A minister on Tuesday firmly backed the Met Police’s handling of the coronation and blamed protestors for getting themselves arrested.
Health minister Neil O’Brien argued that the police stopped “silly and irresponsible” demonstrations in London which could have led to people watching the procession being “trampled” by horses if they had been scared by people throwing rape alarms at them.
Scotland Yard has been accused of heavy-handed tactics and of wrongly arresting people.
But Mr O’Brien told GB News: “The police did a really excellent job over the coronation, enabling a fantastic, joyous national event to take place without incident, stopping people who wanted to do silly and irresponsible things like setting off rape alarms from disrupting events.
“So, I think they did a good job.
“It’s obviously regrettable if anybody gets themselves arrested on what should be a really good occasion for the nation.
“But I think the police did a good job overall.”
Pressed on the reports that some of those arrested with the rape alarms worked for a charity trying to protect women, he insisted: “The threat was that people were going to deliberately let off rape alarms in order to scare horses, disrupt that procession.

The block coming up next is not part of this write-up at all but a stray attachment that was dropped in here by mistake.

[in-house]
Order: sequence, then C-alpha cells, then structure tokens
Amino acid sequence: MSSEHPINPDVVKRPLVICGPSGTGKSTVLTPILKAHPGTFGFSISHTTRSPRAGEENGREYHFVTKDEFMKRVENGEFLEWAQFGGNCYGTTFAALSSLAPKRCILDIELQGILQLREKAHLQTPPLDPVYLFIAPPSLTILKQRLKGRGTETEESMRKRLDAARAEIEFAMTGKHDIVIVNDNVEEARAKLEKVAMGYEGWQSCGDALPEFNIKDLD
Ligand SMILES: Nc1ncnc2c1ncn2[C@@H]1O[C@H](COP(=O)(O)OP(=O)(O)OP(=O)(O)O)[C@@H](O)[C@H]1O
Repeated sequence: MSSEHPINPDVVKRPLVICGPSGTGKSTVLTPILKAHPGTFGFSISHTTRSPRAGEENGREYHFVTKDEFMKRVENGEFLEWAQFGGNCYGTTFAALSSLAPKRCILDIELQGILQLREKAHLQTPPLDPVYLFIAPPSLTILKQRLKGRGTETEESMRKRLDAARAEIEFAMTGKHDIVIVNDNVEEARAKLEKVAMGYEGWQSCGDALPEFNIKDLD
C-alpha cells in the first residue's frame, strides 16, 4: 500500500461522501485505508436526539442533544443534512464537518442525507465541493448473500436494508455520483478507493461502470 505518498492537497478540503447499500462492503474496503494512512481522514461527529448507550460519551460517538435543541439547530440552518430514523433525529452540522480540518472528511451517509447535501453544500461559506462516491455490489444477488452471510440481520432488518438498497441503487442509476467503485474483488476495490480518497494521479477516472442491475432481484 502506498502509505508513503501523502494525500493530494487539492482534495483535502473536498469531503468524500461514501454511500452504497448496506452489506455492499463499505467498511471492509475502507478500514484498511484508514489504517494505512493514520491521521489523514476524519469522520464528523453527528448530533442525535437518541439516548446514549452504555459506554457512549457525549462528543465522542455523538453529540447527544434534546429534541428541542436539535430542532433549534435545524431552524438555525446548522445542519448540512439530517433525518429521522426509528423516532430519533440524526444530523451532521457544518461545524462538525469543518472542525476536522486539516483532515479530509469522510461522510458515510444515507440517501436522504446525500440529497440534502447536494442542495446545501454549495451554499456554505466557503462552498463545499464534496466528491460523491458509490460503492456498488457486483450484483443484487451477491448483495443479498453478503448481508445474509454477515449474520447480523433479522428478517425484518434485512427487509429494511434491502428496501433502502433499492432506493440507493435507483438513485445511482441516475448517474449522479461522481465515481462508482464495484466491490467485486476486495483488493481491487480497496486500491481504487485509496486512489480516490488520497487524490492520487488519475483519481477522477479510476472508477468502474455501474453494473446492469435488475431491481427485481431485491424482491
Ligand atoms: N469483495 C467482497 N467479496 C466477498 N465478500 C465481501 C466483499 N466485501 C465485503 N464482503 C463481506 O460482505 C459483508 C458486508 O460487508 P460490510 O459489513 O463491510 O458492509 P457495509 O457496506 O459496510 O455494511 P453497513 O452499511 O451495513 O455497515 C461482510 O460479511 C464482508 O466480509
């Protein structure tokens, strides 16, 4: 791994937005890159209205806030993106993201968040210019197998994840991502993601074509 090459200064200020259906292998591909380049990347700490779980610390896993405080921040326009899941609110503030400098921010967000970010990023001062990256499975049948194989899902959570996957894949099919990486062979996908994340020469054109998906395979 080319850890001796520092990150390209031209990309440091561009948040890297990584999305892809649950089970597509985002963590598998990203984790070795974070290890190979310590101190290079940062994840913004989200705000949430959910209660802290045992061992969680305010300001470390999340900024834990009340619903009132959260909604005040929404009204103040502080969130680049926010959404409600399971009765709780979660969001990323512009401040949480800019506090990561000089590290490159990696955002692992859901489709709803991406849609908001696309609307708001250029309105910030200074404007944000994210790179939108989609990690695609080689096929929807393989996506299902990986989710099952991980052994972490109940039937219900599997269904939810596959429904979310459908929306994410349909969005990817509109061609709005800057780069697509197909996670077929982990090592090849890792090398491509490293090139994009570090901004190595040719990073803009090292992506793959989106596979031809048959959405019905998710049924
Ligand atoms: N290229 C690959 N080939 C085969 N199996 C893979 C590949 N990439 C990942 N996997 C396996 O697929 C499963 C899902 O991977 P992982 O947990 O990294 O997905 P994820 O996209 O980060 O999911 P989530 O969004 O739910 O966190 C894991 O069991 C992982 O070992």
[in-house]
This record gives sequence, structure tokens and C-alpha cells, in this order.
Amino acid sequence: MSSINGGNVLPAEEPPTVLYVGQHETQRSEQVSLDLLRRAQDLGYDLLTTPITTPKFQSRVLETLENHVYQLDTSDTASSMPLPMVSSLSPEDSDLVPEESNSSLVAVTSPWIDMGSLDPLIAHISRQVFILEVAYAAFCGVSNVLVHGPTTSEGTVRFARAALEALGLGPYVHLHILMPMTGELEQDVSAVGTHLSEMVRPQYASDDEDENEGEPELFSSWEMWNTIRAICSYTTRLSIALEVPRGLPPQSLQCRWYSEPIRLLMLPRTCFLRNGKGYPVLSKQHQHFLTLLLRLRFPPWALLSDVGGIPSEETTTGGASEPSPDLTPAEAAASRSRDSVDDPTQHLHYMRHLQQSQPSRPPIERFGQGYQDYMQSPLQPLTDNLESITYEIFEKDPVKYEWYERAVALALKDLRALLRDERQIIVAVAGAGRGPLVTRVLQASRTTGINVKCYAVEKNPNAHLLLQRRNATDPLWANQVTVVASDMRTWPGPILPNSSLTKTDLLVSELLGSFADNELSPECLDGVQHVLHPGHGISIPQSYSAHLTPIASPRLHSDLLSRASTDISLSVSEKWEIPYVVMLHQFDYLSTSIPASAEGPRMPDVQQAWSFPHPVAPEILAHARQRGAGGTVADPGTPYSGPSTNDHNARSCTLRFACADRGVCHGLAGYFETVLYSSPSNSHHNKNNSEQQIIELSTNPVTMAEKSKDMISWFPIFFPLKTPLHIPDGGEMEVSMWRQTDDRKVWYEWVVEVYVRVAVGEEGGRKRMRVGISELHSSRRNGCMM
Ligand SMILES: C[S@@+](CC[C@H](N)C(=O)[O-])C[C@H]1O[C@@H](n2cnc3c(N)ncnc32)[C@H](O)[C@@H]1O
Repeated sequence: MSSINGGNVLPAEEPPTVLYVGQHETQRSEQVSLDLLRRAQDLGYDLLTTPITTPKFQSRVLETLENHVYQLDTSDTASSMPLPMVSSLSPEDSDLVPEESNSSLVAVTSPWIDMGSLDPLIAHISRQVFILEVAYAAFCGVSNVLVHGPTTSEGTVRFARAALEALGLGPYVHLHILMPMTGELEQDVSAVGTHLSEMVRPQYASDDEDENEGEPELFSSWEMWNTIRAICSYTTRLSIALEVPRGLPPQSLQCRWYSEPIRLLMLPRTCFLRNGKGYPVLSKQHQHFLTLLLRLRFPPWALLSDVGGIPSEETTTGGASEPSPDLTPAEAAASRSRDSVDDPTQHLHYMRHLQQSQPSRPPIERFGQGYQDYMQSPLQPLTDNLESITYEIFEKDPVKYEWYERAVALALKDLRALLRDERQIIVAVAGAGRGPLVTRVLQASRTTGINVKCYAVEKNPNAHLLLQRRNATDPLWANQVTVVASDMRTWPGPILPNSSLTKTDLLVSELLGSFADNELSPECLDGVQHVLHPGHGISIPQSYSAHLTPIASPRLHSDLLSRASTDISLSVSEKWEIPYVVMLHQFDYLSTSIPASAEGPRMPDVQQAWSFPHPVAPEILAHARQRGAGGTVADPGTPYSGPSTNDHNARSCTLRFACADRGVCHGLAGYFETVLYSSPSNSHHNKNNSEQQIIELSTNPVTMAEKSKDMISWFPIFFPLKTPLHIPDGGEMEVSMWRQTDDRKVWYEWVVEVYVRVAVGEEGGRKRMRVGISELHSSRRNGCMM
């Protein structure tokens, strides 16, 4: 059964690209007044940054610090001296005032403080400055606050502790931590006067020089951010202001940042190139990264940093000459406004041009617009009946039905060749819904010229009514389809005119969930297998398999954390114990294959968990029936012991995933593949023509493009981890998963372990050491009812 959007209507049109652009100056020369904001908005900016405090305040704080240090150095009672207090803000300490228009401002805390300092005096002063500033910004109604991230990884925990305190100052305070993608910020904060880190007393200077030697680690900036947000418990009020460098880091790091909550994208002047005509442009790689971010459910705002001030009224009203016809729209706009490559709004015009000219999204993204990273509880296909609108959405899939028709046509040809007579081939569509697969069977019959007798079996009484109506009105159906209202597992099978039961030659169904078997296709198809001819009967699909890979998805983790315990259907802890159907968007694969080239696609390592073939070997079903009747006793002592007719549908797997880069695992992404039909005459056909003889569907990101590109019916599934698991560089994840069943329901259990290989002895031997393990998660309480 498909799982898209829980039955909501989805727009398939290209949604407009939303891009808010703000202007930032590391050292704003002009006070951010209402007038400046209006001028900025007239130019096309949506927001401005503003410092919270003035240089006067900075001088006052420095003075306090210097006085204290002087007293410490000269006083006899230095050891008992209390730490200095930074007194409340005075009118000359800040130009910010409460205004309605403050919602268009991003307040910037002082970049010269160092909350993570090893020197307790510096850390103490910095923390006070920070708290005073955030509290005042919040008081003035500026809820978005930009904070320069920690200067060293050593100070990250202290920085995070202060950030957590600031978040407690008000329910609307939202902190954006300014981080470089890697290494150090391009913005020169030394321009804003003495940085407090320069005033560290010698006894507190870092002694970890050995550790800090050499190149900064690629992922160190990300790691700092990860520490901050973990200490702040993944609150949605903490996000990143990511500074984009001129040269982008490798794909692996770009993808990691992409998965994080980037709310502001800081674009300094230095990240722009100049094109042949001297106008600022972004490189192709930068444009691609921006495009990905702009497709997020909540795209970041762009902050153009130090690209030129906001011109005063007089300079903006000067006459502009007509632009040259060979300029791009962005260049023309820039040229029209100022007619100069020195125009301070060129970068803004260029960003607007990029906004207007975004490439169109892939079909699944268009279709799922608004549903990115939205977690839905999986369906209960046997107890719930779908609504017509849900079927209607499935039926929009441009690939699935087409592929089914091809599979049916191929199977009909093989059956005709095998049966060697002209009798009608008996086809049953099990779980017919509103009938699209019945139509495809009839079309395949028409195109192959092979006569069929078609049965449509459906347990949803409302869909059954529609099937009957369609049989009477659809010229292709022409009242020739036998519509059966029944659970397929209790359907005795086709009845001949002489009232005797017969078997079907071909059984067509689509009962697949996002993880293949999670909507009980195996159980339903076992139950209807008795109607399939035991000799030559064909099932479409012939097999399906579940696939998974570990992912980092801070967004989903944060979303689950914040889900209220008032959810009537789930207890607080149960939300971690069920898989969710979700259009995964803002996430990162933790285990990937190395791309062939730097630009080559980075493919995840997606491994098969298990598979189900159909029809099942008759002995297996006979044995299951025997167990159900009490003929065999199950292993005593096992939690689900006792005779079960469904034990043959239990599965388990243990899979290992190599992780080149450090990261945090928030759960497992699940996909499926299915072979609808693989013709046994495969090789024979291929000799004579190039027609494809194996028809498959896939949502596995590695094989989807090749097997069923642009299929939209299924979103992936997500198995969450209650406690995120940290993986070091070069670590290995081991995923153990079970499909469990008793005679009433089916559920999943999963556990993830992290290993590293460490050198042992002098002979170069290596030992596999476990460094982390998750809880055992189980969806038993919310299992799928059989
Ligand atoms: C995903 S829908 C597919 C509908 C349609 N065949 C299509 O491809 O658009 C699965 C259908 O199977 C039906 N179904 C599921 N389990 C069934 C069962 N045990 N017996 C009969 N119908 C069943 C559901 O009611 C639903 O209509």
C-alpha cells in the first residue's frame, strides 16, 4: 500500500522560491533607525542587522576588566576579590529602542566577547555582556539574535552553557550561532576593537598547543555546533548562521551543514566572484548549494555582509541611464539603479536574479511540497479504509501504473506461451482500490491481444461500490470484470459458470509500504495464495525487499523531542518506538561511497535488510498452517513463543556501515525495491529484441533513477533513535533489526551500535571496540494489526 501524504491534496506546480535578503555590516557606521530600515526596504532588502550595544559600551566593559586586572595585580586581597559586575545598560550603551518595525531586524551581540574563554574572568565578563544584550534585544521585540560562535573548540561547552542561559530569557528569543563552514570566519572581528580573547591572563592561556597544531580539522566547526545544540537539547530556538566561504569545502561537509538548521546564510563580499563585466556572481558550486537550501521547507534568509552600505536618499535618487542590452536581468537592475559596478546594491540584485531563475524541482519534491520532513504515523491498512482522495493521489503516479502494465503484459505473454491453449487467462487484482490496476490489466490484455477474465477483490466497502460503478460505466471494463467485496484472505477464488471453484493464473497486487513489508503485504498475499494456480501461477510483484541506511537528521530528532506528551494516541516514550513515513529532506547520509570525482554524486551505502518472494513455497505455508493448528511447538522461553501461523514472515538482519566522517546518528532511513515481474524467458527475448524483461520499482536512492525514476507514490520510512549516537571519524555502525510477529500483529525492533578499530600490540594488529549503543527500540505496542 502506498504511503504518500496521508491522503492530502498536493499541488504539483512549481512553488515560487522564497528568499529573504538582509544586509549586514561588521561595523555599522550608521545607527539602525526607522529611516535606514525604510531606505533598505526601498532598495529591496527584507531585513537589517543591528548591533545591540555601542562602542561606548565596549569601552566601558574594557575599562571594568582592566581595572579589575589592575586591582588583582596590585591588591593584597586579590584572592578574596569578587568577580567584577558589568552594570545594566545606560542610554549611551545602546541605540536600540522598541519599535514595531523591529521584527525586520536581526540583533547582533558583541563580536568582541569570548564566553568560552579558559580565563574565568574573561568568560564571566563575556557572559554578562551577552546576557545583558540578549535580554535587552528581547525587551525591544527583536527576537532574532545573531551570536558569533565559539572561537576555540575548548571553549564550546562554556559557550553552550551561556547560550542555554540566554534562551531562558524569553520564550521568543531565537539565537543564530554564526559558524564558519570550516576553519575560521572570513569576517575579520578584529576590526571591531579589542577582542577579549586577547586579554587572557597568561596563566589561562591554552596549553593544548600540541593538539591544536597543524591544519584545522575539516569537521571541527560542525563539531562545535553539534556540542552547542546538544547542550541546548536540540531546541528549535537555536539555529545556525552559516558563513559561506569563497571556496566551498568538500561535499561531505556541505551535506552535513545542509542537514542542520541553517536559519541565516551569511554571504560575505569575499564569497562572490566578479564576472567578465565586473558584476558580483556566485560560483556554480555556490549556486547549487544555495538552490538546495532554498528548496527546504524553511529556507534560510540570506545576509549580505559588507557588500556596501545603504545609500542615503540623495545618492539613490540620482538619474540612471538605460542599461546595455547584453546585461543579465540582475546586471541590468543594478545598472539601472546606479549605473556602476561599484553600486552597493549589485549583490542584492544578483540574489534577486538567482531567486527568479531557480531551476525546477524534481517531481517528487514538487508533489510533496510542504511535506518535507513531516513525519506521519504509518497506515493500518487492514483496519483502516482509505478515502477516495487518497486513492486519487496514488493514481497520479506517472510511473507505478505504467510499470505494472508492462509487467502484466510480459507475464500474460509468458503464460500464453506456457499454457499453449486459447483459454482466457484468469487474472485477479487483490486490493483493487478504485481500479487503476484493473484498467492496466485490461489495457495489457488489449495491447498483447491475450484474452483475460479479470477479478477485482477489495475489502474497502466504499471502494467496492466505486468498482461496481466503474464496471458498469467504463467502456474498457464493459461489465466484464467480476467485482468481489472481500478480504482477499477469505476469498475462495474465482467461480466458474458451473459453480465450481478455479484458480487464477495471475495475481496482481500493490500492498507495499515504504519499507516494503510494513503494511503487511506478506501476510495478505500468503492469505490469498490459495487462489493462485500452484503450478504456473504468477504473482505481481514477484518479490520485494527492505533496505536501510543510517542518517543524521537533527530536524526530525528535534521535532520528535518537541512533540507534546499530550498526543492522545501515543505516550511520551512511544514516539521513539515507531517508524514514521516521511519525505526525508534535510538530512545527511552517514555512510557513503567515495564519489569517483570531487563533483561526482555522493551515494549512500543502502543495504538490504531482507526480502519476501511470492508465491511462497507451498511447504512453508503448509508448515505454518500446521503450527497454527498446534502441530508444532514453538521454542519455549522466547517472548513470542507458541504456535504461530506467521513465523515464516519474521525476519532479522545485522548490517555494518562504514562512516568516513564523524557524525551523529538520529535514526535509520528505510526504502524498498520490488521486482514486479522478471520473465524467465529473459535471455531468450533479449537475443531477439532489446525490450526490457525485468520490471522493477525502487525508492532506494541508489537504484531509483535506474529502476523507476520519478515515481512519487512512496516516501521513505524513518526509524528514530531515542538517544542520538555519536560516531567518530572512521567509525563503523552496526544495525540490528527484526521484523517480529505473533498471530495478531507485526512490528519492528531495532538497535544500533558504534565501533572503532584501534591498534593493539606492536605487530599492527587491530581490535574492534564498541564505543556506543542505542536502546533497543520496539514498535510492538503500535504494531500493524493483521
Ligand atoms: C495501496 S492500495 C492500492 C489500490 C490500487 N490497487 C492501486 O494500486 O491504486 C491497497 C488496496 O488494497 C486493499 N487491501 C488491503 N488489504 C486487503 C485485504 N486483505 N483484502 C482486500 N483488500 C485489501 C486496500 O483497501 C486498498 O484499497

“It would have been a tremendously dangerous thing to do, if you startle those horses, people are going to be trampled.
“As well as being disruptive, it could have been a really dangerous, stupid thing to do, so I think the police did the right thing in keeping order, enforcing generally decent behaviour.
“In a difficult scenario, they always have to take tough decisions and it’s not for me to second guess every single decision that they make but overall I think they did a good job.”
Later on Sky News he admitted that mistakes are sometimes made by the police.
Former shadow home secretary David Davis, also a Tory MP, tweeted: “I don’t agree with these Republicans, but their right to protest must be protected.
“This is the second time UK police forces have been heavy handed since the death of Queen Elizabeth II.
“”It is time for them to recalibrate their behaviour.”
Shadow levelling up secretary Lisa Nandy said that something had “gone wrong” following arrests of six anti-monarchy protesters ahead of the King’s coronation.
She told BBC Breakfast: “Clearly, something has gone wrong in this case.
“Peaceful protest is an important part of British democracy. The Met accepted that and I think the Mayor of London is right to ask for a review to determine what exactly went wrong in this case.
“Whatever it was, this was a very complex policing operation. It largely went off without a hitch and I think the police deserve credit for that.
“But where there are incidents like this, we have to take them seriously and I think that it’s right that we learn the lessons and take steps to rectify that.”
On the use of powers under the controversial Public Order Act, she said: “It’s not clear in this case whether the problem is with the legislation, or whether the problem is more operational and a matter for the police.”